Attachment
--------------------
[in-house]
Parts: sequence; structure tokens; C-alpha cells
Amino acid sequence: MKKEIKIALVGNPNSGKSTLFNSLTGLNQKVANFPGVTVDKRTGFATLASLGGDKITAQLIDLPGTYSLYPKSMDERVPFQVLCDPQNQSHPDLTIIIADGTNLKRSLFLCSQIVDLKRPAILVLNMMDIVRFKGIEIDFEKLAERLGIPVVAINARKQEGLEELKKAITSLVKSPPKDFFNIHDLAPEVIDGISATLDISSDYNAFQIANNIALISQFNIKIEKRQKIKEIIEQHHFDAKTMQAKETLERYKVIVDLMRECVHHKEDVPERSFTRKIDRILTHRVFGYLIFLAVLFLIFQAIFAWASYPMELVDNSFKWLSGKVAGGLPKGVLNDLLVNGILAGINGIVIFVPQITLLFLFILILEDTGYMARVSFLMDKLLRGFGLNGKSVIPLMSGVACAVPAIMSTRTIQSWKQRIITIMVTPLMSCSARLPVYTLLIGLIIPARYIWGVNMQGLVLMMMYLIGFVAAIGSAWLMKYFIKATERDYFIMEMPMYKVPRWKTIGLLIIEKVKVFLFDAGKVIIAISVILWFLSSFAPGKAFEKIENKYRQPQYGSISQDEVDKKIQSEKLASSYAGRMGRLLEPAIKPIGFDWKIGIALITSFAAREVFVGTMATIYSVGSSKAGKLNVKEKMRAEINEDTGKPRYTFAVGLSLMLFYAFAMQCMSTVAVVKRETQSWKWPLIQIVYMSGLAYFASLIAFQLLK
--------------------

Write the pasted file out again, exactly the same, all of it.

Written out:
[in-house]
Parts: sequence; structure tokens; C-alpha cells
Amino acid sequence: MKKEIKIALVGNPNSGKSTLFNSLTGLNQKVANFPGVTVDKRTGFATLASLGGDKITAQLIDLPGTYSLYPKSMDERVPFQVLCDPQNQSHPDLTIIIADGTNLKRSLFLCSQIVDLKRPAILVLNMMDIVRFKGIEIDFEKLAERLGIPVVAINARKQEGLEELKKAITSLVKSPPKDFFNIHDLAPEVIDGISATLDISSDYNAFQIANNIALISQFNIKIEKRQKIKEIIEQHHFDAKTMQAKETLERYKVIVDLMRECVHHKEDVPERSFTRKIDRILTHRVFGYLIFLAVLFLIFQAIFAWASYPMELVDNSFKWLSGKVAGGLPKGVLNDLLVNGILAGINGIVIFVPQITLLFLFILILEDTGYMARVSFLMDKLLRGFGLNGKSVIPLMSGVACAVPAIMSTRTIQSWKQRIITIMVTPLMSCSARLPVYTLLIGLIIPARYIWGVNMQGLVLMMMYLIGFVAAIGSAWLMKYFIKATERDYFIMEMPMYKVPRWKTIGLLIIEKVKVFLFDAGKVIIAISVILWFLSSFAPGKAFEKIENKYRQPQYGSISQDEVDKKIQSEKLASSYAGRMGRLLEPAIKPIGFDWKIGIALITSFAAREVFVGTMATIYSVGSSKAGKLNVKEKMRAEINEDTGKPRYTFAVGLSLMLFYAFAMQCMSTVAVVKRETQSWKWPLIQIVYMSGLAYFASLIAFQLLK